Republicans Are Really Worried About This 2018 Race That Still Isn’t Over

North Carolina’s 9th District will finally have a representative next week, and the Republican money is pouring in.

Dan McCreadyJeff Siner / Zuma

Fight disinformation. Get a daily recap of the facts that matter. Sign up for the free Mother Jones newsletter.

On May 4, 2017, Democrat Dan McCready got his first two donations—which came to a scant $5.83—toward his campaign to run for North Carolina’s 9th Congressional District.

Now, McCready has had more than two years to build up his funds, which currently add up to more than $11.5 million. That may sound like a lot for a House seat in a reliably red district, but this race has become a tight one, attracting national attention and big money donations after election fraud voided the original results from 2018. In fact, Republicans seem to be using this race as a bellwether of sorts for the 2020 race, testing a strategy that builds upon the one that brought President Donald Trump into the White House in 2016.

The party’s nominee is state Sen. Dan Bishop, who sponsored North Carolina’s House Bill 2, commonly known as the “bathroom bill,” that attempted to ban transgender people from using the bathroom that corresponds with their gender identity. He won the Republican primary in May; the Republican who ran for the seat in the midterms, Mark Harris, was embroiled in the election fraud scandal and ultimately dropped out of the race, citing health issues. Bishop has raised nearly $2 million since January 1.

More than $4 million has poured into the race from national Republican groups, $3.1 million of which has come from the National Republican Campaign Committee. (The Democratic Congressional Campaign Committee, on the other hand, has put up about $1 million to help elect McCready.) President Donald Trump promised to match any donations to Bishop’s campaign in an email to supporters on Tuesday. National Republicans are also showing up in the state; the president plans to fly down to Fayetteville for a rally at a regional airport the day before the election, and Donald Trump Jr. already made a campaign stop in Monroe, where he claimed McCready is supported by the “the Hamas wing of Congress.” 

To put all this in perspective, Republican Robert Pittenger won reelection in the district with a little more than $1.3 million in 2016; over his entire career that spanned three elections, Pittenger raised only about $6.5 million.

Bishop has embraced a slew of Trumpist policies and rhetoric in his suburban district, emulating the president’s tone to try to win an election in the state that voted for Trump by 12 percentage points in 2016. He has attacked Democratic national leaders, including Nancy Pelosi and the so-called squad, and he has taken a hard line on immigration, backing a bill in the North Carolina legislature to compel sheriffs to comply with ICE detainers. Bishop even created a petition on his website to fire Mecklenburg County Sheriff Garry McFadden, who was resisting ICE’s detainer requests.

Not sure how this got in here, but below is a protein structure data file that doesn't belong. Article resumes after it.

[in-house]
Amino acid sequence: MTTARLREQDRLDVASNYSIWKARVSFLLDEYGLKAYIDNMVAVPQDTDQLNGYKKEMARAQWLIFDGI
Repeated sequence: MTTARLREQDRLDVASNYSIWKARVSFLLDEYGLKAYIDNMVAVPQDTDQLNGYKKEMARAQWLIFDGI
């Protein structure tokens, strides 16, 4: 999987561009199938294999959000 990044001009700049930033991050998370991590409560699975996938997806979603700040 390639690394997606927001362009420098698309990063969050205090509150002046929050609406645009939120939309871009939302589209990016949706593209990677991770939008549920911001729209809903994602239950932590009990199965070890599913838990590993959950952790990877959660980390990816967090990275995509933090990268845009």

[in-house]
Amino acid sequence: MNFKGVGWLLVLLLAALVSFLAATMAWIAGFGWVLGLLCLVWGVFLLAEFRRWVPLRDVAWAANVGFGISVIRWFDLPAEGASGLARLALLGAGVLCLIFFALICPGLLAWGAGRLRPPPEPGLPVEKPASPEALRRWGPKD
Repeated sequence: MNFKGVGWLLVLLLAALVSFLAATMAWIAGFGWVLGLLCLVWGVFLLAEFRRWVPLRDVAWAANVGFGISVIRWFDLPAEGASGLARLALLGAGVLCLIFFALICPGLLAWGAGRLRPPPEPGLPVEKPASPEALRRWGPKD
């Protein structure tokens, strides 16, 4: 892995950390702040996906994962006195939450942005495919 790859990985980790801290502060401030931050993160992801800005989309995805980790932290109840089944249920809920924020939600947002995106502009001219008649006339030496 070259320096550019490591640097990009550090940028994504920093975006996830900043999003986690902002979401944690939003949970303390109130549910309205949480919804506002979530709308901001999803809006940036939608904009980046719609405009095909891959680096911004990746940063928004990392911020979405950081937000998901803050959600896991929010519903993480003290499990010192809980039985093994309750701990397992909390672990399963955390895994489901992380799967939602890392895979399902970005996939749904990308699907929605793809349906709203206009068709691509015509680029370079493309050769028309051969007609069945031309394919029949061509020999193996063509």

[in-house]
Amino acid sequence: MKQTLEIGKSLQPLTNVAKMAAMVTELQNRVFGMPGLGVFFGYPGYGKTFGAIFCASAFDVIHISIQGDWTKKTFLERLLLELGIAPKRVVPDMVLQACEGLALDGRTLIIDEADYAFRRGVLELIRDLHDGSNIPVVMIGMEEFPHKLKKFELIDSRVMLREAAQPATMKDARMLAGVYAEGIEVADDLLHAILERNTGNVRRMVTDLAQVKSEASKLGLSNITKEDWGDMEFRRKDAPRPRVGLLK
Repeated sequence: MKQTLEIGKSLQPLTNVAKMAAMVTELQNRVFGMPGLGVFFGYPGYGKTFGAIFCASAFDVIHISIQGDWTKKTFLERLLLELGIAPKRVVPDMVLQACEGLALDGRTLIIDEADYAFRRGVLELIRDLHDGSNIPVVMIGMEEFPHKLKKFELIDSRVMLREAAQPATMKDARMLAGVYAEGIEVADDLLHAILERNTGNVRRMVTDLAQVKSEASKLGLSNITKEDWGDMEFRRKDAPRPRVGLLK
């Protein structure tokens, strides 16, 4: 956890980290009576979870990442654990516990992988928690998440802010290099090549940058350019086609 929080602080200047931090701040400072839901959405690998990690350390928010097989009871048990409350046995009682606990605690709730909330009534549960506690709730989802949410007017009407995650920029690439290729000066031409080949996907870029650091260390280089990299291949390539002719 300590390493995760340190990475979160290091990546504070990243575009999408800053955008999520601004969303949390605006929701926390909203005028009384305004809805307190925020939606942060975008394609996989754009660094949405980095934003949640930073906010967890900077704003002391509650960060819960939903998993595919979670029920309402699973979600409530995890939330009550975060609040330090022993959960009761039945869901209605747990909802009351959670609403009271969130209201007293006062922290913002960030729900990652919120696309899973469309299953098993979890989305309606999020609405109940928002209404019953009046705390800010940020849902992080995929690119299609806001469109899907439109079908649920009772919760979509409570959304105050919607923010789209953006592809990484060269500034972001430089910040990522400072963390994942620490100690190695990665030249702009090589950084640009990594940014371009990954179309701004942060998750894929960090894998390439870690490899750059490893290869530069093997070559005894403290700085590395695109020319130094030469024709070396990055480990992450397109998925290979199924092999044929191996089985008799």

“This race is about Donald Trump,” Bishop’s senior adviser told a Politico reporter. The Charlotte Observer’s editorial board agreed: “Quite simply, a vote for Dan Bishop is a vote for Donald Trump.”

Republicans fear, as Greg Sargent of the Washington Post points out, that the suburban white electorate that has reliably voted Republican for the past decade or so will change course after a few years of the Trump presidency. If a solidly conservative district—the 9th went for Trump by 12 points—turns blue, then what will happen in 2020 as North Carolina turns ever more purple?

“It’s a test to the effectiveness of Republicans to win back districts with heavy suburban populations,” said the head of Club for Growth, which has invested $500,000 in ads to support Bishop.

While a local election can sometimes signal broader trends, this one has taken a uniquely national tone. North Carolina’s 9th District spills out from the Charlotte suburbs, creeps along the border of South Carolina, and hooks up to catch most of Robeson County, including Pembroke, home of the Lumbee Native American tribe, but constituents there have been more likely to hear the names of DC figures who have rarely, if ever, stepped foot in Bladen County than local officials and issues.

Republican-funded attack ads decry McCready as part of a socialist group of Democrats. Those from the National Republican Campaign Committee claim he is a corrupt businessman, hence their nickname for him: “McGreedy.” The portrait they attempt to paint of a greedy socialist is a bit confused.

McCready is actually a moderate who was endorsed by former vice president Joe Biden. McCready is a Marine veteran who shies away from hot-button issues. His answers on immigration include a desire to “secure the border,” and a solution that “needs to include some physical barriers.” He wants to cut taxes for the middle class and balance the budget, and he seems more than willing to hew to the DCCC’s focus on health care and other common Democratic talking points. 

Whoever wins, each party will have 15 months to actually govern in Washington before the 2020 elections, when the incumbent will have to run again if he wants to keep his seat—about half the time McCready has spent campaigning for this race.

We Recommend


Sign up for our free newsletter

Subscribe to the Mother Jones Daily to have our top stories delivered directly to your inbox.

Get our award-winning magazine

Save big on a full year of investigations, ideas, and insights.


Support our journalism

Help Mother Jones' reporters dig deep with a tax-deductible donation.